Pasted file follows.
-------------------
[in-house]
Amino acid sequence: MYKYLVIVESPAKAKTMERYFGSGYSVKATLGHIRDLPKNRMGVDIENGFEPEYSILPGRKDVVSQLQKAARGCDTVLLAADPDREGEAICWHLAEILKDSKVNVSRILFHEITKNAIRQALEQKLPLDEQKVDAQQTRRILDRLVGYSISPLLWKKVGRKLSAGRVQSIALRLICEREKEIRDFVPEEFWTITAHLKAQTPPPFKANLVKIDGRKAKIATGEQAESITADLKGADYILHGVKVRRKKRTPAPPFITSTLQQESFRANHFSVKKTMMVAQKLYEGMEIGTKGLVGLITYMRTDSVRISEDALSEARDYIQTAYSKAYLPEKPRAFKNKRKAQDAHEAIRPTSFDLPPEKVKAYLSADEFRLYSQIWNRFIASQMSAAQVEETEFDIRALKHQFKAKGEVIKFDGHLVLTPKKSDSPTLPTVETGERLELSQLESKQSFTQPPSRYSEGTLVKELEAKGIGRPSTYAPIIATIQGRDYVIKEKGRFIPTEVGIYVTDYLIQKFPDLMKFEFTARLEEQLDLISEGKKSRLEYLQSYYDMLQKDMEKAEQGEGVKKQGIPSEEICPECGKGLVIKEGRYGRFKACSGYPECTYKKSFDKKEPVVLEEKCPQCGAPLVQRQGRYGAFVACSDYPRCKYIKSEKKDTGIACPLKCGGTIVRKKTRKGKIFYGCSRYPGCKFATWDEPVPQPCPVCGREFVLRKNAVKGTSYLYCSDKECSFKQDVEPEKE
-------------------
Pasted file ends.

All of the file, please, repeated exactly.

[in-house]
Amino acid sequence: MYKYLVIVESPAKAKTMERYFGSGYSVKATLGHIRDLPKNRMGVDIENGFEPEYSILPGRKDVVSQLQKAARGCDTVLLAADPDREGEAICWHLAEILKDSKVNVSRILFHEITKNAIRQALEQKLPLDEQKVDAQQTRRILDRLVGYSISPLLWKKVGRKLSAGRVQSIALRLICEREKEIRDFVPEEFWTITAHLKAQTPPPFKANLVKIDGRKAKIATGEQAESITADLKGADYILHGVKVRRKKRTPAPPFITSTLQQESFRANHFSVKKTMMVAQKLYEGMEIGTKGLVGLITYMRTDSVRISEDALSEARDYIQTAYSKAYLPEKPRAFKNKRKAQDAHEAIRPTSFDLPPEKVKAYLSADEFRLYSQIWNRFIASQMSAAQVEETEFDIRALKHQFKAKGEVIKFDGHLVLTPKKSDSPTLPTVETGERLELSQLESKQSFTQPPSRYSEGTLVKELEAKGIGRPSTYAPIIATIQGRDYVIKEKGRFIPTEVGIYVTDYLIQKFPDLMKFEFTARLEEQLDLISEGKKSRLEYLQSYYDMLQKDMEKAEQGEGVKKQGIPSEEICPECGKGLVIKEGRYGRFKACSGYPECTYKKSFDKKEPVVLEEKCPQCGAPLVQRQGRYGAFVACSDYPRCKYIKSEKKDTGIACPLKCGGTIVRKKTRKGKIFYGCSRYPGCKFATWDEPVPQPCPVCGREFVLRKNAVKGTSYLYCSDKECSFKQDVEPEKE